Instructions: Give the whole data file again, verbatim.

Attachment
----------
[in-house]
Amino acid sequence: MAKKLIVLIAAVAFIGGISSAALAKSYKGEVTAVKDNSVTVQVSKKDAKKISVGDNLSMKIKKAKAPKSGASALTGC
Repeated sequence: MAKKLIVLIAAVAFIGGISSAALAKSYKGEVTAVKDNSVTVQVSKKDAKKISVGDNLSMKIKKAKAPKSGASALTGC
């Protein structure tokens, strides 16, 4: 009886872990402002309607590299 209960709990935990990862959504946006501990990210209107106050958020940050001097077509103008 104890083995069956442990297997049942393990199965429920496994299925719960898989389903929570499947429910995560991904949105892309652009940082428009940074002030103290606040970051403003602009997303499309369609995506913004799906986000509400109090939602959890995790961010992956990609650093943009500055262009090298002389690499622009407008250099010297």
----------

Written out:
[in-house]
Amino acid sequence: MAKKLIVLIAAVAFIGGISSAALAKSYKGEVTAVKDNSVTVQVSKKDAKKISVGDNLSMKIKKAKAPKSGASALTGC
Repeated sequence: MAKKLIVLIAAVAFIGGISSAALAKSYKGEVTAVKDNSVTVQVSKKDAKKISVGDNLSMKIKKAKAPKSGASALTGC
């Protein structure tokens, strides 16, 4: 009886872990402002309607590299 209960709990935990990862959504946006501990990210209107106050958020940050001097077509103008 104890083995069956442990297997049942393990199965429920496994299925719960898989389903929570499947429910995560991904949105892309652009940082428009940074002030103290606040970051403003602009997303499309369609995506913004799906986000509400109090939602959890995790961010992956990609650093943009500055262009090298002389690499622009407008250099010297």